Kanye West announced the release date for his album weeks ago at an impromptu concert at George Washington University. His album released hours after midnight on Oct. 25 after West wanted to finalize parts of the album.
West had spent weeks teasing the launch of “JESUS IS KING,” his alleged gospel album that would introduce his entrance into Christianity. After tentative release dates and released track lists, the album finally dropped hours after it’s final date.
Many fans took to social media at midnight on Oct. 25 to voice concerns that the album would be further postponed.
West tweeted briefly after that he would not rest until the album was finally released.
The Sunday after West’s album released, he tweeted a link with a live stream labeled, “SUNDAY SERVICE,” which featured the Sunday Service Choir in Inglewood’s The Forum Venue in Los Angeles.
The service was free and open to the public, with a limit to two tickets per household. The event was also streamed on Youtube with promotion on Twitter. The service consisted of West’s music along with preaching from his friend Adam Tyson.
The choir opened the show, and then launched directly into West’s album with the Chick-fil-A and a mixture of his other religion based songs.
In the livestream, there is a visible amount of seats left empty.
“JESUS IS KING,” after many re-recordings and extra work for the album, left fans wanting more. West’s testament to Christianity is apparent through the lyrics, but it’s not what some might describe as gospel.
West cites scripture and biblical stories throughout the album, but never sings himself. There is background singing from a presumed choir, but West doesn’t stray from his rap style.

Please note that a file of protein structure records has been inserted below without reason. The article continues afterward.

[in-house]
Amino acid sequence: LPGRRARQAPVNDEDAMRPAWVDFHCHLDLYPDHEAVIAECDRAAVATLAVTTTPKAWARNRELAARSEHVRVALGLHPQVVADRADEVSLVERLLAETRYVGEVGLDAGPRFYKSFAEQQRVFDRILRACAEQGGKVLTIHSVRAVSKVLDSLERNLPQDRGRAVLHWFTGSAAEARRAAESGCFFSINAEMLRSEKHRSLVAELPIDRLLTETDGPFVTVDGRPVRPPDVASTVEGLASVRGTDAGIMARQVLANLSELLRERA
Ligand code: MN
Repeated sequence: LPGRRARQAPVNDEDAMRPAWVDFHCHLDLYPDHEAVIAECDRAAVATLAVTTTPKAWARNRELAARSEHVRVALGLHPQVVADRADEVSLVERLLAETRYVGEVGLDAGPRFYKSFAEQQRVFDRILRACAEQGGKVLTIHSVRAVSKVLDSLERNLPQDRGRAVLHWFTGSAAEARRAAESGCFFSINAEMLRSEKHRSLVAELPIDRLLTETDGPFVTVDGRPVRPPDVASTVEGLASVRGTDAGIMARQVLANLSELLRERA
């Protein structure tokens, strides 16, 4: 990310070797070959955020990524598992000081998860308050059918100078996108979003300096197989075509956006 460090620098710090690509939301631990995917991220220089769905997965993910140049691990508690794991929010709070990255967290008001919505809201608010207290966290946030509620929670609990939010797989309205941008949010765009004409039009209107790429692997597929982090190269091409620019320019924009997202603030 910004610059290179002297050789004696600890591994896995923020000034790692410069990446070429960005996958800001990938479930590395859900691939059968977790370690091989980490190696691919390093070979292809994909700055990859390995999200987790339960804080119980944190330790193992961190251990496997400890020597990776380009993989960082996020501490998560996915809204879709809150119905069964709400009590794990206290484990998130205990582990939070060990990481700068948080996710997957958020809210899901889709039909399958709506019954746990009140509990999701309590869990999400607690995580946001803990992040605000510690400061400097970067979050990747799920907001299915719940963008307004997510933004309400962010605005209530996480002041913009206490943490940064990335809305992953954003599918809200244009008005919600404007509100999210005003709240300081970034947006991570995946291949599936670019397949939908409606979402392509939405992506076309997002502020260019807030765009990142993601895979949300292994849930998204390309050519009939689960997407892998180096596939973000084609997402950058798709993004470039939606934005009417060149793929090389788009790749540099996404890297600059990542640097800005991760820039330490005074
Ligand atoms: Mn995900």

The Sunday Service Choir’s involvement in the album is noticeable, but not present enough alongside of West’s consistent rap sound.
Earlier in the album, West ties the commercial chicken-based food chain Chick-fil-A directing his love at God, or possibly his wife Kim Kardashian West.
“Closed on Sunday, you my Chick-fil-A / Hold the selfies, put the ’Gram away,” West sings.
West frequently makes references to current societal issues such as single parents, social media overuse, incarceration and racial profiling.
“JESUS IS KING,” speaks to West’s public emergence of a Christian. In his song, “On God,” West raps about parts of society that he supports with his faith.
“Single mothers know they got my heart / And all my brothers locked up on the yard / You can still be anything you wanna be / Went from one in four to one in three / Thirteenth amendment, gotta end it, that’s on me,” West raps.
The gospel and rap album features loud undertones of West’s perspective of incarceration in America. In his song, “Hands On,” and “Use This As Your Gospel,” West touches on his past and a glimpse into his faith.
“Got pulled over, see the brights/ What you doin’ on the street at night? / Wonder if they’re gonna read your rights / Thirteenth Amendment, three strikes / Made a left when I should’ve made a right,” West raps.
Many of West’s lyrics are allegorical and can be interpreted in different ways. Many of the lyrics could be directed towards West’s faith, family or fans.